In this situation, don't declare the READ_EXTERNAL_STORAGE permission. Also, don't directly access shared or external storage devices using methods like getExternalStorageDirectory(), which are deprecated as of Android 10 (API level 29). Instead, use the device's media store to open media files, and the Storage Access Framework to open documents and other files.

Identify the device that is running an instance of your app

A particular instance of your app might need to know which device it's running on. This is useful for apps that have device-specific preferences or messaging, such as different playlists for TV devices and wearable devices.

In this situation, don't access the device's IMEI directly. In fact, as of Android 10 (API level 29), you cannot do so. Instead, do one of the following:

  • Get a unique device identifier for your app's instance using the Instance ID library.
  • Create your own identifier that's scoped to your app's storage. Use basic system functions, such as randomUUID().

Pair with a device over Bluetooth

Your app might offer an enhanced experience by transferring data to another device over Bluetooth.

To support this functionality, don't declare the ACCESS_FINE_LOCATION, ACCESS_COARSE_LOCATIION, or BLUETOOTH_ADMIN permissions. Instead, use companion device pairing.

Pause media when your app is interrupted

If the user receives a phone call, or if a user-configured alarm occurs, your app should pause any media playback until your app regains audio focus.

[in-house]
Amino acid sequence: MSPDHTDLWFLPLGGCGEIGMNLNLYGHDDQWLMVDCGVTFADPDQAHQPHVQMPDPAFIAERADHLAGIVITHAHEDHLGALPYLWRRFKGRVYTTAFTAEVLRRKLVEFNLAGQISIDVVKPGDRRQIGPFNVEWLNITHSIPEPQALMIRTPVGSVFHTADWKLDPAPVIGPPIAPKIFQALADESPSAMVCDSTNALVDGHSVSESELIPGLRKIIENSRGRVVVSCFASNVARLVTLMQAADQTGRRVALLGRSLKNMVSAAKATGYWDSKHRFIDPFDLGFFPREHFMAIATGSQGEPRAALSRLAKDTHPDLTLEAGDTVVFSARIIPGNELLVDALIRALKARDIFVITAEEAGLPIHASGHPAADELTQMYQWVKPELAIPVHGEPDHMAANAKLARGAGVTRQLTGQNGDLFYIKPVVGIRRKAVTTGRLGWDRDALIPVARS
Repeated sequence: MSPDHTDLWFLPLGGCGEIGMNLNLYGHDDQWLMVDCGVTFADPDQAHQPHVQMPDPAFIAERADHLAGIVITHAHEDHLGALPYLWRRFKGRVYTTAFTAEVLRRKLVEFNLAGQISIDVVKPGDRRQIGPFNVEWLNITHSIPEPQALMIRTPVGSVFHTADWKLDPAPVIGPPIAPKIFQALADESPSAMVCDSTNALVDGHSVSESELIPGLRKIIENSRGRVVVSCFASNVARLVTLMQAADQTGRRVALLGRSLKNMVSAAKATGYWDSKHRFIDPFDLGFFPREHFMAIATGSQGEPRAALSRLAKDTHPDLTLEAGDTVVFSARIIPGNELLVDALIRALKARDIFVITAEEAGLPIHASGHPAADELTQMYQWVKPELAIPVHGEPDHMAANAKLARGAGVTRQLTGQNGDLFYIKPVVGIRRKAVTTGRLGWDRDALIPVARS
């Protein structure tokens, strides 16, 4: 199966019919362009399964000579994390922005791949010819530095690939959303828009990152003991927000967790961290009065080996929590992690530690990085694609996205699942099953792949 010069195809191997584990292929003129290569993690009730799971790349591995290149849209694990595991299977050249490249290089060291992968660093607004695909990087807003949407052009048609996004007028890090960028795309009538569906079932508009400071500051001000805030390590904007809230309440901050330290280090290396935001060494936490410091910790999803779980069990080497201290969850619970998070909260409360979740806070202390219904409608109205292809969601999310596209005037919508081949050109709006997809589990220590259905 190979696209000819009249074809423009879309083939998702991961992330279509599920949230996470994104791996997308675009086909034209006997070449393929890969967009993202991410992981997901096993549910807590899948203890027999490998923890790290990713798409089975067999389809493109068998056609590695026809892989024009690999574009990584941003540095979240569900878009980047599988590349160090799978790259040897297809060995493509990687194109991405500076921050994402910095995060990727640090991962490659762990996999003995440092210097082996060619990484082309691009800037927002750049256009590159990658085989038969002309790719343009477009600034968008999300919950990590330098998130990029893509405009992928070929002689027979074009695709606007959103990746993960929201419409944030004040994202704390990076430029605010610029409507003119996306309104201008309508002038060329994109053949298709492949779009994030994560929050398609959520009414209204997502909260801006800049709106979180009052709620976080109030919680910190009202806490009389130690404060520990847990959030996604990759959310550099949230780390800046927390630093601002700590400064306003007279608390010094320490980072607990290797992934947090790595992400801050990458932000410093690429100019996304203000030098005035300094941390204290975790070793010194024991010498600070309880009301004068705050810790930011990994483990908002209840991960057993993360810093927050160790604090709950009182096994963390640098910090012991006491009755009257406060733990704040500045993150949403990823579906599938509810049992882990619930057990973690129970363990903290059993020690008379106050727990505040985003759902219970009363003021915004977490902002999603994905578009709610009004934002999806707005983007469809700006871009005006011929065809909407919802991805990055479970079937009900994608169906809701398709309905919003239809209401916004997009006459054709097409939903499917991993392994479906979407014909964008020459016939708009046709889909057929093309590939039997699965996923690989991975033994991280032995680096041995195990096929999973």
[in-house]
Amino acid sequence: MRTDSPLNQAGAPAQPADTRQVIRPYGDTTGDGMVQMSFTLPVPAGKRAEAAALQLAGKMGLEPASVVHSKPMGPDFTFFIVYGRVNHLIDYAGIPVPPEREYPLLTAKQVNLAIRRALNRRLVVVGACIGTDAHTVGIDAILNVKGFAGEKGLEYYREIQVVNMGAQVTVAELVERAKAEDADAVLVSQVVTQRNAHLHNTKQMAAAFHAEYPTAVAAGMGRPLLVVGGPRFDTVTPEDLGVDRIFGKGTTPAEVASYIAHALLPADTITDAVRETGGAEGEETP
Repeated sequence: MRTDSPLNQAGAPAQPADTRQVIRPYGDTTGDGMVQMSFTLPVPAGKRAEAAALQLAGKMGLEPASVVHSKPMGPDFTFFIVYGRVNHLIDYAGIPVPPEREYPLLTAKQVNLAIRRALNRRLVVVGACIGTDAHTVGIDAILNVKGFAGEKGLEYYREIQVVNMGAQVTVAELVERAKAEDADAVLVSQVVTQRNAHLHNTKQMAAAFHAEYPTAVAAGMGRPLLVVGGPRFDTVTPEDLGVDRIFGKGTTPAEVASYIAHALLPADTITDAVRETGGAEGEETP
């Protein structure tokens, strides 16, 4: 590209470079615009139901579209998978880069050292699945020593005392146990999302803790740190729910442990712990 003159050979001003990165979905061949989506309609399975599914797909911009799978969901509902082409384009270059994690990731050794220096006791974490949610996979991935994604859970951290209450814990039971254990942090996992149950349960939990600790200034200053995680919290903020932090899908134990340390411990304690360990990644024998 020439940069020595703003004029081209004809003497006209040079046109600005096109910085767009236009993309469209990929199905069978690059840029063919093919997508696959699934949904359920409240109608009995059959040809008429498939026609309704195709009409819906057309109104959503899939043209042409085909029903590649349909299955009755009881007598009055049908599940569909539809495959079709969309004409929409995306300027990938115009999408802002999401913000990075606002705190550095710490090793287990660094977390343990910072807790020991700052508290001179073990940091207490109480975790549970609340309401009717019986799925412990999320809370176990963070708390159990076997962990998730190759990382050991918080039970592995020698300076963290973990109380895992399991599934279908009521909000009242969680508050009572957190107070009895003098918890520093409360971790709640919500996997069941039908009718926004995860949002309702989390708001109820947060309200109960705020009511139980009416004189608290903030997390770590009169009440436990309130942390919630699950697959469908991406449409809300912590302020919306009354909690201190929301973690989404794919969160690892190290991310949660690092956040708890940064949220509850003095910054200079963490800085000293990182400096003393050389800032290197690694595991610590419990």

To support this functionality, don't declare the READ_PHONE_STATE permission. Instead, implement the onAudioFocusChange() event handler, which runs automatically when the system shifts its audio focus. Learn more about how to implement audio focus.

Filter phone calls

To minimize unnecessary interruptions for the user, your app might filter phone calls for spam.

To support this functionality, don't declare the READ_PHONE_STATE permission. Instead, use the CallScreeningService API.

Get user approval

In order for your app to access restricted data and perform restricted actions, you must declare the appropriate permissions. Some permission, known as install-time permissions, are automatically granted when your app is installed. Other permissions, known as runtime permissions, require your app to go a step further and request the permission at runtime.

Types of permissions

Android categorizes permissions into different types, including install-time permissions, runtime permissions, and special permissions. Each permission's type indicates the scope of restricted data that your app can access, and the scope of restricted actions that your app can perform, when the system grants your app that permission.

Install-time permissions

Install-time permissions give your app limited access to restricted data, and they allow your app to perform restricted actions that minimally affect the system or other apps. When you declare install-time permissions in your app, the system automatically grants your app the permissions when the user installs your app.